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[Guest Post] No Blue, No Green: Reflections on Gone to Drift



Teaching young people about the important issues of our time benefits their development, and helps shape their passion for social justice later in life. Social justice, whether it be environmental, political, gender oriented, or economic is a crucial subject to discuss with children if we want them to grow up to be compassionate global citizens. This is the second essay in a new author series in which we're publishing guest posts by children's and YA authors who've written books with social justice themes. Today, May 22nd, is International Day for Biological Diversity and it's also United States National Maritime Day, making it the perfect day to share Diana's reflection centered on her debut YA novel Gone to Drift. Diana is an environmentalist by training and while the book isn't only about environmental justice, it does deal with issues surrounding the environment, marine conservation and pollution. Without further ado, we welcome Diana to the site!



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I was born in Kingston and Kingston Harbour has always been my front yard. My parents and paternal grandparents were recreational fishers, so I grew up with the sea. My mother told me I went to sea before I was three months old; my protagonist in Gone to Drift, Lloydie, does this too. As a teenager, I read books about going to sea by Hemingway, Monserrat, Defoe, Melville─ novels of exploration, war, shipwrecks and castaways. The sea meant adventure, escape, freedom, drama.

My relationship with the sea was never one of risk, however, and I never had to eke a living from the sea. As a child, I saw fishers in their open boats, in calm seas and rough ones, day and night, and I admired their skills and their bravery. I learned to fish myself and later, to snorkel and much later, scuba-dive.

And as I grew older, I realized that the sea I loved was dying─ beaches were strewn with garbage, reefs were covered with algae and Jamaica’s waters were heavily overfished. I became an environmentalist in 1990 on the day I stood on the Palisadoes strip─ the sandy spit that forms Kingston Harbour ─and saw it had become a garbage dump. That same year, I visited the Harbour View Sewage Treatment Plant, which then had not worked in 15 years. Raw sewage bubbled up out of the pipes and flowed across the land into the sea. In what universe, I asked myself, is this okay?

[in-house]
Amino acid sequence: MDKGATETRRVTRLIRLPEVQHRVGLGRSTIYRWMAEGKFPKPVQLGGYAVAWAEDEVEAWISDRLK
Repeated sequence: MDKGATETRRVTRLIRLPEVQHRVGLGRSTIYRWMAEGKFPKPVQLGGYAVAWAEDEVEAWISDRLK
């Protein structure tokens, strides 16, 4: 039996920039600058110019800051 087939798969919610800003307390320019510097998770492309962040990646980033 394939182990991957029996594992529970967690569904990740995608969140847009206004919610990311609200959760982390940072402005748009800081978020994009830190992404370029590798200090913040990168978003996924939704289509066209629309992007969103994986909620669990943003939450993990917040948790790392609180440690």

I knew nothing about the environment but I started reading and the more I read, the more concerned I became. As an islander, I focused on the sea. I learned that all life came from the sea and all life on earth still depends on the sea. As pioneering oceanographer Sylvia Earle famously said: “No water, no life. No blue, no green.” The ocean covers almost three-quarters of the planet and gives us the air we breathe and the water we drink. About half the earth’s people live in the coastal zone and rely on the sea for food and livelihoods. Here in the Caribbean, we live on islands in close relationship with the sea.

I thought my task was a simple one─ I just had to tell people the ocean was under threat, and once they knew, they would act. Of course that was naïve. As the years went by, I began to see that while facts about the state of the sea are important, it is more important to touch people’s hearts. And the best way to do that is through stories.

I have interacted with countless fishers through my environmental work and it seems there are two kinds─ men (yes they are mostly men) who know and love the sea and do not intend to do harm, and men who do not care, who perhaps cannot afford to care. I have seen that a whole way of life is dying in the Caribbean─ the fishing markets and villages, beaches, and the sea itself.  New types of livelihoods have emerged─ some legal, many illegal. My environmental work has also brought me into contact with the captive dolphin industry. I visited one of the dolphin facilities here in Jamaica and I watched those extraordinary marine athletes─ the dolphins ─perform tricks for thoughtless people. Again I thought: in what universe is this okay? I wanted to write a story about this clash between the old ways of fishing and new ways of exploiting the sea. I imagined an old-time fisherman in conflict with a modern fisher and a boy standing between them.